A question often posed to me is, "What is the typical profile of an embezzler?" Based upon Marquet International statistics compiled over the past three years of major embezzlements involving employee thefts of more than $100,000 in the United States, certain characteristics do stand out.
For example, she would be female, in her mid-40's, working in a bookkeeping capacity at a small business, non-profit organization, government entity or in the healthcare or financial services industries. Let's call her "Evelyn" the embezzler (no offense to all you Evelyns).
Evelyn would probably be a relatively long term employee (more than 5 years) and would generally be viewed as helpful, trustworthy and hard working. Many business owner victims exclaim after the fact how betrayed they feel and that they "trusted her completely and treated her like family."
This fictitious prototypical embezzler Evelyn would engage in more than one type of misappropriation scheme, most likely forging checks, converting company reciepts for her own benefit or making unauthorized electronics funds transfers to herself or accounts she controls. Evelyn would most likely have schemed on her own without involving any co-conspirators. Her thefts would most likely span about 4 1/2 years. Evelyn would attempt to cover up her misdeeds by creating false bookkeeping entries and submitting false financial reports to her superiors.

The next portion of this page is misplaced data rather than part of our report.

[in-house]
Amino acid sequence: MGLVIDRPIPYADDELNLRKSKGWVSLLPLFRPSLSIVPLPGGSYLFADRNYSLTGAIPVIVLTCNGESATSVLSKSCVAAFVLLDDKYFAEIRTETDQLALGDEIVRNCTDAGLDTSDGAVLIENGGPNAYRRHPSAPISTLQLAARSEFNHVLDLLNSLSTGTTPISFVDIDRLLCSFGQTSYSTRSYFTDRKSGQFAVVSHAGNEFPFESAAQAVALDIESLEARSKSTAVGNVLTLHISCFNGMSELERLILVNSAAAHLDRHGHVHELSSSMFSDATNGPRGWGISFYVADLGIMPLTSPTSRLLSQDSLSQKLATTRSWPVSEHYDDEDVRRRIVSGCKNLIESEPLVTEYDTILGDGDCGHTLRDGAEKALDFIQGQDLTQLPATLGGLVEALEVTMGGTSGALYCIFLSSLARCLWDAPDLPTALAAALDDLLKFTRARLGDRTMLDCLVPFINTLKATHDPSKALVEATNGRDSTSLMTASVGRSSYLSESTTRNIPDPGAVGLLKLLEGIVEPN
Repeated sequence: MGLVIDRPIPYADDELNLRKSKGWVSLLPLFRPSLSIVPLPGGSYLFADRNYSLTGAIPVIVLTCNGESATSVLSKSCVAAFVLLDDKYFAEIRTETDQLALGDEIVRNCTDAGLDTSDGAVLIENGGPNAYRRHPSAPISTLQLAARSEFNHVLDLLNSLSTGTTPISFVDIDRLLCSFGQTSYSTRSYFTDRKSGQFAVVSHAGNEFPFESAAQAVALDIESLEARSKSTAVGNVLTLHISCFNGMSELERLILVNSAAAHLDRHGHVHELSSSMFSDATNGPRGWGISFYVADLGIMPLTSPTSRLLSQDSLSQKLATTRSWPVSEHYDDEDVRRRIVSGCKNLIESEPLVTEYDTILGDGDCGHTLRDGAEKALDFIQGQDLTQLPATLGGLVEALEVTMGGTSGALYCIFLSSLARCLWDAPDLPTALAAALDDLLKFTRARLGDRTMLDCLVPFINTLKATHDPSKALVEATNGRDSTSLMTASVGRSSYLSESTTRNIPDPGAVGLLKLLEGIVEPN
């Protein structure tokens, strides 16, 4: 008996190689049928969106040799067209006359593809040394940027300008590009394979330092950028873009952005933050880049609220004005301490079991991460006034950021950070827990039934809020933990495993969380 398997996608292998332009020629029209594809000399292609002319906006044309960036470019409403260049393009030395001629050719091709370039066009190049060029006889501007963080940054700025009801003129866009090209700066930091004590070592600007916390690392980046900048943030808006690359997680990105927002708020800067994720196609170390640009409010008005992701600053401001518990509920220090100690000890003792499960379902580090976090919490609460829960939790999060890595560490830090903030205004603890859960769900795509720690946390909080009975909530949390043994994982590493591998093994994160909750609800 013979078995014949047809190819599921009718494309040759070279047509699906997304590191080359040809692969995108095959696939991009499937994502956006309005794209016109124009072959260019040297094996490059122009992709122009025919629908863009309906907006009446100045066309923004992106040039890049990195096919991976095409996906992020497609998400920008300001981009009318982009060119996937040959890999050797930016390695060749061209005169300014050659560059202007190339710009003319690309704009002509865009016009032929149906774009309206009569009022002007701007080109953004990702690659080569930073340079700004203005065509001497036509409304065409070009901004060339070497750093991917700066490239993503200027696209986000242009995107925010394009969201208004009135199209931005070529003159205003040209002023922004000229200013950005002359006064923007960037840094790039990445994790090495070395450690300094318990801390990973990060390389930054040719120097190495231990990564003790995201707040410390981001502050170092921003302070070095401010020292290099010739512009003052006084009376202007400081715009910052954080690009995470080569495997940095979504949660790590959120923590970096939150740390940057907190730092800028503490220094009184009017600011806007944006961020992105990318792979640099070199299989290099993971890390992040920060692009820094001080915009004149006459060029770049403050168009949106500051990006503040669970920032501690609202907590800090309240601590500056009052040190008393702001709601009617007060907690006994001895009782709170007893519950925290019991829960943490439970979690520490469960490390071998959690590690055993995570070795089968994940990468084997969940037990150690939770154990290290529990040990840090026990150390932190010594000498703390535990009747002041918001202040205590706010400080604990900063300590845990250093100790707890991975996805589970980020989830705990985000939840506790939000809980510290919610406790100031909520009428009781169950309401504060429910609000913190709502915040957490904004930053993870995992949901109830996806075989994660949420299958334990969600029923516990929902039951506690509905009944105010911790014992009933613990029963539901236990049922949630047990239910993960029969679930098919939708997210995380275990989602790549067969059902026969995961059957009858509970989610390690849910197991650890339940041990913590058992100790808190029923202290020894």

In cases of employee thefts of more than $100,000, our Evelyn will embezzle on average more than $800,000. She would most likely be located in California, New York or Florida.
Rather than being motivated to steal as a result of severe personal financial difficulties, Evelyn would most likely be driven by greed or a desire to live a more lavish lifestyle than she would otherwise be able to achieve on her regular salary. The stolen monies would often go toward paying personal expenses such as credit card bills, mortgage and car payments, utilities and tuition bills. She would spend it on luxury items, such as jewelry, fine clothing, furniture, automobiles and high-end electronics. As for big ticket items, she would also likely spend the stolen funds on luxury vacations, gambling junkets, real estate or home renovations.
Of course, there are many exceptions to this profile - such as the fact that Evelyn's male counterpart (Ernie the Embezzler) would likely embezzle a significantly greater amount.
Nevertheless, the good news is that eventually Evelyn would most likely get caught - probably by accident, but sometimes as a result of an alert co-worker or new staff. Unfortunately, annual audits typically will not surface such frauds. Evelyn would eventually get prosecuted - the wheels of justice move slowly but methodically - and she would make a plea arrangement and be sentenced to spend about 4 1/2 years in jail - roughly about as long as her scheme lasted.